CANBERRA Australian Prime Minister Kevin Rudd said on Thursday his government should serve out its three-year term but would not rule out calling an early election to end a political deadlock over climate-change policy.
"What I've said all along is that I believe governments should serve their full term," Rudd said in his first public appearance after parliament on Wednesday rejected for a second time one of his key policies, cutting carbon emissions.
He did not dismiss the option of an early poll, which would be fought over the government's "cap and trade" scheme aiming to limit the amount of heat-trapping greenhouse gases that polluting firms pump into the air, as well as economic stimulus spending.
Both issues could unsettle voters and businesses concerned about the emissions scheme's costs.
Australia is the rich world's biggest greenhouse-gas polluter per capita and is prone to water shortages, droughts and devastating bushfires.
Opinion polls show most Australians support action over climate change, but are wary of electricity and fuel cost hikes that emissions trade would bring, despite scientists warning the country is experiencing an accelerated pace of climate warming.
Parliament's second rejection gives Rudd a constitutional trigger to call an early election to resolve the deadlock, but he has promised to re-introduce the legislation into parliament again in February.
Rudd told reporters he hoped that "over this long summer that cooler heads, calmer heads, more responsible heads in the (main opposition) Liberal party may prevail." Australia's summer runs from December to February.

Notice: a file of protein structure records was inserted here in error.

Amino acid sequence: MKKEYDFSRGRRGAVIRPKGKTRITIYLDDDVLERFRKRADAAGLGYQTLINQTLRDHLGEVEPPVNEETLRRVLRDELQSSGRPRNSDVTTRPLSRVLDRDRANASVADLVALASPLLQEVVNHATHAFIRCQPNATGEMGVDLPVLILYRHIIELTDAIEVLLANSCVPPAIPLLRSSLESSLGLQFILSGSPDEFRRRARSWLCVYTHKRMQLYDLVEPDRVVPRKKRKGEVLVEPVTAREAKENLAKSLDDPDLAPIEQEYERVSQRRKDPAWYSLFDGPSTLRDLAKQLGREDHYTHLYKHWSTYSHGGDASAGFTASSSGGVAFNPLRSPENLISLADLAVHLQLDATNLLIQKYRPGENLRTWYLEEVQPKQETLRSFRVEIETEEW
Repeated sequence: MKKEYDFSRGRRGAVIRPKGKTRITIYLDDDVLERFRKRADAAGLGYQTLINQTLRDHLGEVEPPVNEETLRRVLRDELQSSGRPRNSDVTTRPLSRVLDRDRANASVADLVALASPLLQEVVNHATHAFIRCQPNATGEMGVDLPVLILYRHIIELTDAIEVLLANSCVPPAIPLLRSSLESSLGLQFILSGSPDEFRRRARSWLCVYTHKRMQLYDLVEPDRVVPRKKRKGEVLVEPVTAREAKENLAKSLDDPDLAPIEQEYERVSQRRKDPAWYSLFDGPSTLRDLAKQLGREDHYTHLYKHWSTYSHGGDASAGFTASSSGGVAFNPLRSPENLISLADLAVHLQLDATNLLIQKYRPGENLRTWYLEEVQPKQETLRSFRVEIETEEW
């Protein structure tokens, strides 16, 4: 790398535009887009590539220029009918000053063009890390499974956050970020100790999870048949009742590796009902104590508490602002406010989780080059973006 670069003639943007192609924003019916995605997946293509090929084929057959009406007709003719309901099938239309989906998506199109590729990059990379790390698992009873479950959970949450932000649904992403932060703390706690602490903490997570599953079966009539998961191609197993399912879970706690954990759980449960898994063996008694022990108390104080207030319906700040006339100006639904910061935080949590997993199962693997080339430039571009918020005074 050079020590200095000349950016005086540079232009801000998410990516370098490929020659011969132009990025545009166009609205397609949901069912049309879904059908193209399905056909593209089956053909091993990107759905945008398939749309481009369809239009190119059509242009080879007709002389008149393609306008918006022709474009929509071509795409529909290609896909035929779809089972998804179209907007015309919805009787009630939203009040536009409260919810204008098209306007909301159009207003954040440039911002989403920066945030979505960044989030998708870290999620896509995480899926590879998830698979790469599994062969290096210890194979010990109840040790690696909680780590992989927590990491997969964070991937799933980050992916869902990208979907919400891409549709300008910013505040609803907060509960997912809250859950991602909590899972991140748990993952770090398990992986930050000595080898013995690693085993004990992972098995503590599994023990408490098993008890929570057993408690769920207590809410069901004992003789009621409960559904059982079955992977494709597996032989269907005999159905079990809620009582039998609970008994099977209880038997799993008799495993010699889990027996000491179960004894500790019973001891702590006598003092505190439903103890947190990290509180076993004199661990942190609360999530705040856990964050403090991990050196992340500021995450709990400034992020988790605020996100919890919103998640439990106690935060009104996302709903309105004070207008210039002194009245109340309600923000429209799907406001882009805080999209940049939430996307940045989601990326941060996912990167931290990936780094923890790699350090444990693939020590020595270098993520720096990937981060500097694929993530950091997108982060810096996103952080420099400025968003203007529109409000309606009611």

The opposition is split between climate-change skeptics and those who favor some sort of action to cut emissions. Critics of Rudd's scheme say it effectively imposes a huge tax on industry, leading to higher prices, but will have little impact on global carbon emissions.
If Rudd won fresh elections, the government could ram a new package of emissions laws more acceptable to industry and voters through a special joint sitting of both houses of Parliament.
Australia's next general election is not due until late 2010. Analysts and lawmakers are split over whether Rudd would opt to go to the ballot box as early as March, or wait until later in the year when he could possibly have a new package of emissions laws to trumpet to voters.
"If Prime Minister Kevin Rudd wanted (an early election) on the revised legislation, he would have to wait until as late as September, which would be only a couple of months short of a full three-year term," senior Political Editor Michelle Grattan wrote in The Age newspaper on Thursday.
Australia's weather bureau is forecasting a hotter than normal summer over much of the country, partly due to a developing El Nino weather pattern and predictions the coming summer months could be the warmest on record.
An El Nino, which means "little boy" in Spanish, is driven by unusually high ocean warming in the eastern Pacific, unleashing chaotic weather patterns across the Asia-Pacific region, including severe drought in some areas and storms in others.
(Editing by Bill Tarrant )